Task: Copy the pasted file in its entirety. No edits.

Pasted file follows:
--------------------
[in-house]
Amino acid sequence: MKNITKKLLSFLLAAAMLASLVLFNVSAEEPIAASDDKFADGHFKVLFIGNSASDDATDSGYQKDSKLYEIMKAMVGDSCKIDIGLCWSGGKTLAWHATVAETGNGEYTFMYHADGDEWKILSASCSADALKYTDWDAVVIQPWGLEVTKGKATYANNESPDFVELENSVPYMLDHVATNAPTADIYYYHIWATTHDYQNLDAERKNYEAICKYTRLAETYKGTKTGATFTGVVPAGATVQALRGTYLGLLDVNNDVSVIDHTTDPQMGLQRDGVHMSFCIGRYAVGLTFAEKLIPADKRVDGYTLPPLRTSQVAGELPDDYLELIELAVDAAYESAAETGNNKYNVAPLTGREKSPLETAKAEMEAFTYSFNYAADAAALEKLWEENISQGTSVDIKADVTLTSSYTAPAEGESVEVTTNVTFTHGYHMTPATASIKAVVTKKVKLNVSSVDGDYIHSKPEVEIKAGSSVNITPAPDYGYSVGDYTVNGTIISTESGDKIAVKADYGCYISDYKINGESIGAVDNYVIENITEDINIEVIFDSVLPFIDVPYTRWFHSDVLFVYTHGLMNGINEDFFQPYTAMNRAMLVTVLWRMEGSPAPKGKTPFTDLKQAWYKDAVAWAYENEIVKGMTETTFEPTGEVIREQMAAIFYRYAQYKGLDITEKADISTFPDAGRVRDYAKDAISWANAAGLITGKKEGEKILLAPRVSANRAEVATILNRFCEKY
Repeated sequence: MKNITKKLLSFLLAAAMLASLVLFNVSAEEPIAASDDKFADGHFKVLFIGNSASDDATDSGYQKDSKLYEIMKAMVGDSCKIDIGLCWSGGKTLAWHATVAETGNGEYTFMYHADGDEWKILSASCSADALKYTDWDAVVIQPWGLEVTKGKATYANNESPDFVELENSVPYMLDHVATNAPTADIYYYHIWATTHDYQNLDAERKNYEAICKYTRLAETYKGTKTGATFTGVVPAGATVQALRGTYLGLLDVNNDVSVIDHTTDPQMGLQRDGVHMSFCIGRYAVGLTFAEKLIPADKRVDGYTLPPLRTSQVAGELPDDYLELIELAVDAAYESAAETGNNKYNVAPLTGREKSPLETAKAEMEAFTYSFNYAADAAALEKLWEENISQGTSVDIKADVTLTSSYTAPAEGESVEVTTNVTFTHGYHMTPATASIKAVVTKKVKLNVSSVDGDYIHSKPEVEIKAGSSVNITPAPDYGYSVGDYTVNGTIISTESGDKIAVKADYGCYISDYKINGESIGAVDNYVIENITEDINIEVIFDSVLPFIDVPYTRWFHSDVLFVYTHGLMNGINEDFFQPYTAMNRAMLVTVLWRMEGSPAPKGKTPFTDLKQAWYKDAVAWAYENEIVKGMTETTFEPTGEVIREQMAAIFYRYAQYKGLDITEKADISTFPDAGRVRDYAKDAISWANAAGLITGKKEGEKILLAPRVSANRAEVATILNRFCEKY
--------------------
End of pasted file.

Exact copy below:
[in-house]
Amino acid sequence: MKNITKKLLSFLLAAAMLASLVLFNVSAEEPIAASDDKFADGHFKVLFIGNSASDDATDSGYQKDSKLYEIMKAMVGDSCKIDIGLCWSGGKTLAWHATVAETGNGEYTFMYHADGDEWKILSASCSADALKYTDWDAVVIQPWGLEVTKGKATYANNESPDFVELENSVPYMLDHVATNAPTADIYYYHIWATTHDYQNLDAERKNYEAICKYTRLAETYKGTKTGATFTGVVPAGATVQALRGTYLGLLDVNNDVSVIDHTTDPQMGLQRDGVHMSFCIGRYAVGLTFAEKLIPADKRVDGYTLPPLRTSQVAGELPDDYLELIELAVDAAYESAAETGNNKYNVAPLTGREKSPLETAKAEMEAFTYSFNYAADAAALEKLWEENISQGTSVDIKADVTLTSSYTAPAEGESVEVTTNVTFTHGYHMTPATASIKAVVTKKVKLNVSSVDGDYIHSKPEVEIKAGSSVNITPAPDYGYSVGDYTVNGTIISTESGDKIAVKADYGCYISDYKINGESIGAVDNYVIENITEDINIEVIFDSVLPFIDVPYTRWFHSDVLFVYTHGLMNGINEDFFQPYTAMNRAMLVTVLWRMEGSPAPKGKTPFTDLKQAWYKDAVAWAYENEIVKGMTETTFEPTGEVIREQMAAIFYRYAQYKGLDITEKADISTFPDAGRVRDYAKDAISWANAAGLITGKKEGEKILLAPRVSANRAEVATILNRFCEKY
Repeated sequence: MKNITKKLLSFLLAAAMLASLVLFNVSAEEPIAASDDKFADGHFKVLFIGNSASDDATDSGYQKDSKLYEIMKAMVGDSCKIDIGLCWSGGKTLAWHATVAETGNGEYTFMYHADGDEWKILSASCSADALKYTDWDAVVIQPWGLEVTKGKATYANNESPDFVELENSVPYMLDHVATNAPTADIYYYHIWATTHDYQNLDAERKNYEAICKYTRLAETYKGTKTGATFTGVVPAGATVQALRGTYLGLLDVNNDVSVIDHTTDPQMGLQRDGVHMSFCIGRYAVGLTFAEKLIPADKRVDGYTLPPLRTSQVAGELPDDYLELIELAVDAAYESAAETGNNKYNVAPLTGREKSPLETAKAEMEAFTYSFNYAADAAALEKLWEENISQGTSVDIKADVTLTSSYTAPAEGESVEVTTNVTFTHGYHMTPATASIKAVVTKKVKLNVSSVDGDYIHSKPEVEIKAGSSVNITPAPDYGYSVGDYTVNGTIISTESGDKIAVKADYGCYISDYKINGESIGAVDNYVIENITEDINIEVIFDSVLPFIDVPYTRWFHSDVLFVYTHGLMNGINEDFFQPYTAMNRAMLVTVLWRMEGSPAPKGKTPFTDLKQAWYKDAVAWAYENEIVKGMTETTFEPTGEVIREQMAAIFYRYAQYKGLDITEKADISTFPDAGRVRDYAKDAISWANAAGLITGKKEGEKILLAPRVSANRAEVATILNRFCEKY